NEW AND IMPROVED: Turn your iPhone or iPod Touch into a field-tested global satellite tracker. The Satellite Flybys app now works in all countries.
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DOUBLE FLYBYS: Space shuttle Discovery has undocked from the International Space Station in advance of a Monday morning landing at the Kennedy Space Center. Sky watchers should be alert for double flybys as the two spaceships circle Earth together. Check the Simple Satellite Tracker for viewing opportunities or, if you have an iPhone, download the app.
double flyby images: from Robert Hoetink of Enschede, The Netherlands; from Sietse Dijkstra of Lattrop, The Netherlands.
RARE SHUTTLE RE-ENTRY: On Monday morning, April 19th, space shuttle Discovery will make a rare "descending node" overflight of the continental United States en route to landing in Florida. Many towns and cities in the country's heartland are near the ground track:
UPDATE! How to predict sighting
opportunities for your location
Landing is scheduled for 8:48 am EDT, and it takes the shuttle about 35 minutes to traverse the path shown above. Observers in the northwestern USA will see the shuttle shortly after 5 am PDT blazing like a meteoritic fireball through the dawn sky. As Discovery makes its way east, it will enter daylight and fade into the bright blue background. If you can't see the shuttle, however, you might be able to hear it. The shuttle produces a sonic double-boom that reaches the ground about a minute and a half after passing overhead.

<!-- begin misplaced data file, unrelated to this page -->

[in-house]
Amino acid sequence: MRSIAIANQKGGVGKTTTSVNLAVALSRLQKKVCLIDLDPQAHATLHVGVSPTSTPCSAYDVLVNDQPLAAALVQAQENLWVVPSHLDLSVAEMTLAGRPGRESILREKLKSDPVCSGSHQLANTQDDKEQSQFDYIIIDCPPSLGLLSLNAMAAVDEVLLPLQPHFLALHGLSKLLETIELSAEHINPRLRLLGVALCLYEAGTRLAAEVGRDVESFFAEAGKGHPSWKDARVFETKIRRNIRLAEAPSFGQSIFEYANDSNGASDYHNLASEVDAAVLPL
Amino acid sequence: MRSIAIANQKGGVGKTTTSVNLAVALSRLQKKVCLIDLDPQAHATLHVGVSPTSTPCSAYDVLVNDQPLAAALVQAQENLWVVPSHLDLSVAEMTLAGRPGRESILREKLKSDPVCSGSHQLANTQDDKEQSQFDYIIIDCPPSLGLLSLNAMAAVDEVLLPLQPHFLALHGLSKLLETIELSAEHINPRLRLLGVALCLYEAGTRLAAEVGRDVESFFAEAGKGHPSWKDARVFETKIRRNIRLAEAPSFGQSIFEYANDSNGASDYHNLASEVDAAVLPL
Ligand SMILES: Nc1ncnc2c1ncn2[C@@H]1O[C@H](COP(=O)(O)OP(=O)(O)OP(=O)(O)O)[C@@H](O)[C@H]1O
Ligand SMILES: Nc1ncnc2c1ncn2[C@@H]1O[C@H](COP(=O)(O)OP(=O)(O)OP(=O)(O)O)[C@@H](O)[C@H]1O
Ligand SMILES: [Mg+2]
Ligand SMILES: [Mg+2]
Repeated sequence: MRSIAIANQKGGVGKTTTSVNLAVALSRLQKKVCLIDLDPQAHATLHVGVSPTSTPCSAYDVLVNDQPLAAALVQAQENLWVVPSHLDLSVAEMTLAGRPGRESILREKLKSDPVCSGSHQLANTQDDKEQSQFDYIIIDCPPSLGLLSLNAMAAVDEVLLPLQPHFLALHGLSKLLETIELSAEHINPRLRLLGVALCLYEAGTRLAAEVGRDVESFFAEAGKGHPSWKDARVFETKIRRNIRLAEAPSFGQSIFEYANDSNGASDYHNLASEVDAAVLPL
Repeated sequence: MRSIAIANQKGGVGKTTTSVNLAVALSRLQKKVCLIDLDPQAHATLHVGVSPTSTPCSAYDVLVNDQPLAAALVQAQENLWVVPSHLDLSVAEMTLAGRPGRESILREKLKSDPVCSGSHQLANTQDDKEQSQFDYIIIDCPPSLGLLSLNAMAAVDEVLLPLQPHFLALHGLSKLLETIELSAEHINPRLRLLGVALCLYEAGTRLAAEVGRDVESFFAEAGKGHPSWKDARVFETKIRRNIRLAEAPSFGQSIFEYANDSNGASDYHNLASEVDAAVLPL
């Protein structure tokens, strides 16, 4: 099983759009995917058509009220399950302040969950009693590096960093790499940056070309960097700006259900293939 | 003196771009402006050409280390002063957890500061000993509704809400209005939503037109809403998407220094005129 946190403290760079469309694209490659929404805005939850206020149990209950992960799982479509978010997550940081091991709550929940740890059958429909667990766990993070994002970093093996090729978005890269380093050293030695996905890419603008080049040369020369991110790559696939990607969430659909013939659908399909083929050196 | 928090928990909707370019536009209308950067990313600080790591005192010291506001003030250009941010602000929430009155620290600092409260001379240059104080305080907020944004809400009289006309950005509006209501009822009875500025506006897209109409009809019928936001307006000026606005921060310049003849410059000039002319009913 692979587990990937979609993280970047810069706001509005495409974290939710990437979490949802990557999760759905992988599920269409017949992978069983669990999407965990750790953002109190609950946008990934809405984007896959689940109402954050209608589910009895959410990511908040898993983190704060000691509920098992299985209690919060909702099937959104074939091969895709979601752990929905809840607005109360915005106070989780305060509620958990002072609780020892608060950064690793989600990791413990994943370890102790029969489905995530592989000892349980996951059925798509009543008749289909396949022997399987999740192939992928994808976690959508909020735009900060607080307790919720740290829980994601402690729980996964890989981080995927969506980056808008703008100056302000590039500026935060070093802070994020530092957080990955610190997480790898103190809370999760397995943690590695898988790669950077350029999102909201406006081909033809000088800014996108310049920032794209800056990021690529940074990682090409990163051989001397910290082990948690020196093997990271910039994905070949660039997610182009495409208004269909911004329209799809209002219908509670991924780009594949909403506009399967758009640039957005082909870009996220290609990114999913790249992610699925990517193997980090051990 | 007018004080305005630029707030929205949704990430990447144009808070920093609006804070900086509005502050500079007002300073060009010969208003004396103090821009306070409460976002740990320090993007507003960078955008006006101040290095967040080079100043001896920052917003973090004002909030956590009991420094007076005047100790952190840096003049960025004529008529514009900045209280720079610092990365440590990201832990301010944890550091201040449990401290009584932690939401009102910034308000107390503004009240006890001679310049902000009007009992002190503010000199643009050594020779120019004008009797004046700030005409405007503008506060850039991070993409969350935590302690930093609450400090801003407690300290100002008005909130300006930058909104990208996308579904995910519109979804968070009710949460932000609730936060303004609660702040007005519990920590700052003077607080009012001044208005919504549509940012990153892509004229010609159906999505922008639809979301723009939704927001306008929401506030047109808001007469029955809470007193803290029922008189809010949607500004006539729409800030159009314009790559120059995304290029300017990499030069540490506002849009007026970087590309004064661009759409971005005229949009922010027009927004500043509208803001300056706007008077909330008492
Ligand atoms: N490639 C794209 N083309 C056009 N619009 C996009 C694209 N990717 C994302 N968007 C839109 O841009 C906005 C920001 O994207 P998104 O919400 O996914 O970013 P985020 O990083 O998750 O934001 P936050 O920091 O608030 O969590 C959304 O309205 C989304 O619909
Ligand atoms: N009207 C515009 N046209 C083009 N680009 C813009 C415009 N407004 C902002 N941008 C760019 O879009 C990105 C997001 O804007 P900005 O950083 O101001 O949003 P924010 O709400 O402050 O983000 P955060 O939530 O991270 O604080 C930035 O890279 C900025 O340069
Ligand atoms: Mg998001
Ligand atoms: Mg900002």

Check nasa.gov for more maps. A forecast of cloud cover along the ground track is also available.
previous reentry images: from Alan Dyer of near Gleichen, Alberta, Canada
VOLCANIC LIGHTNING: It is well known that volcanic eruptions produce strong lightning. Less well known is why? Ordinary lightning in thunderstorms is not fully understood; volcanic lightning is even more of a mystery.
To investigate, a team of researchers from New Mexico Tech has traveled to Iceland to monitor the Eyjafjallajokull volcano--and they have found it crackling with electricity:
"On the evening of April 16th, there were some small eruptions producing ash clouds up to about 6-7 km, with lightning," says photographer Harald Edens. "The sky was nice and clear, so I was able to photograph the bolts from the town of Hvolsvollur using my Nikon D700 and a 80-200/2.8 lens."
Photography is one way to monitor volcanic lightning, but the technique has limits: Ash clouds are able to hide the flashes; lightning is not always visible in daylight; glowing lava competes for attention; and so on. Radio receivers can do a better job. Lightning emits impulsive radio bursts which can be measured and counted, day or night, even through clouds of ash. "We are deploying a six-station lightning mapping array around the Eyjafjallajokull volcano," says Edens. Their analysis of the radio "crackles" could reveal much about the inner workings of volcanic lightning.
April Northern Lights Gallery
[previous Aprils: 2009, 2008, 2007, 2006, 2005, 2004, 2003, 2002]